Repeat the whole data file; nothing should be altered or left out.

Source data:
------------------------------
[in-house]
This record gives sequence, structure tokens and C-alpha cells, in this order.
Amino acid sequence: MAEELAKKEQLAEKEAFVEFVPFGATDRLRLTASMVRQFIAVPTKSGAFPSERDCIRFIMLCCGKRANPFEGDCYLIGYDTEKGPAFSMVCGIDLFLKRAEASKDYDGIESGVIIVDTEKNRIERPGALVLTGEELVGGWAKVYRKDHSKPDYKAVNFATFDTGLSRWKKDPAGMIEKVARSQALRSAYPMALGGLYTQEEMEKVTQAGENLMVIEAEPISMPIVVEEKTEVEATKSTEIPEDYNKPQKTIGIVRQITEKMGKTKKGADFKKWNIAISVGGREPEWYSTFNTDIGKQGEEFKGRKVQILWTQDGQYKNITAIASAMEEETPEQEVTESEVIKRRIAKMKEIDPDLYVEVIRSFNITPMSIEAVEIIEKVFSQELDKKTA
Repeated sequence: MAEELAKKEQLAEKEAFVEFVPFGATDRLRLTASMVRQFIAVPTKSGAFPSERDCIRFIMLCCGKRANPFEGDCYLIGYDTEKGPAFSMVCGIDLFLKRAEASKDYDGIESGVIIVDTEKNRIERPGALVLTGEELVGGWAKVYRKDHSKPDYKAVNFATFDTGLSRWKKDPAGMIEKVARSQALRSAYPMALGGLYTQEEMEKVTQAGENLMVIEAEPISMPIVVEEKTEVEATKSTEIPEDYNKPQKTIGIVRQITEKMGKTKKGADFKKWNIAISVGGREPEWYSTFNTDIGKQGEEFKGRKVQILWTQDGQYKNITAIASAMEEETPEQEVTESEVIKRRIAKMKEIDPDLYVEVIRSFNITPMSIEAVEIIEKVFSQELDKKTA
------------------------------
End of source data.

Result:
[in-house]
This record gives sequence, structure tokens and C-alpha cells, in this order.
Amino acid sequence: MAEELAKKEQLAEKEAFVEFVPFGATDRLRLTASMVRQFIAVPTKSGAFPSERDCIRFIMLCCGKRANPFEGDCYLIGYDTEKGPAFSMVCGIDLFLKRAEASKDYDGIESGVIIVDTEKNRIERPGALVLTGEELVGGWAKVYRKDHSKPDYKAVNFATFDTGLSRWKKDPAGMIEKVARSQALRSAYPMALGGLYTQEEMEKVTQAGENLMVIEAEPISMPIVVEEKTEVEATKSTEIPEDYNKPQKTIGIVRQITEKMGKTKKGADFKKWNIAISVGGREPEWYSTFNTDIGKQGEEFKGRKVQILWTQDGQYKNITAIASAMEEETPEQEVTESEVIKRRIAKMKEIDPDLYVEVIRSFNITPMSIEAVEIIEKVFSQELDKKTA
Repeated sequence: MAEELAKKEQLAEKEAFVEFVPFGATDRLRLTASMVRQFIAVPTKSGAFPSERDCIRFIMLCCGKRANPFEGDCYLIGYDTEKGPAFSMVCGIDLFLKRAEASKDYDGIESGVIIVDTEKNRIERPGALVLTGEELVGGWAKVYRKDHSKPDYKAVNFATFDTGLSRWKKDPAGMIEKVARSQALRSAYPMALGGLYTQEEMEKVTQAGENLMVIEAEPISMPIVVEEKTEVEATKSTEIPEDYNKPQKTIGIVRQITEKMGKTKKGADFKKWNIAISVGGREPEWYSTFNTDIGKQGEEFKGRKVQILWTQDGQYKNITAIASAMEEETPEQEVTESEVIKRRIAKMKEIDPDLYVEVIRSFNITPMSIEAVEIIEKVFSQELDKKTA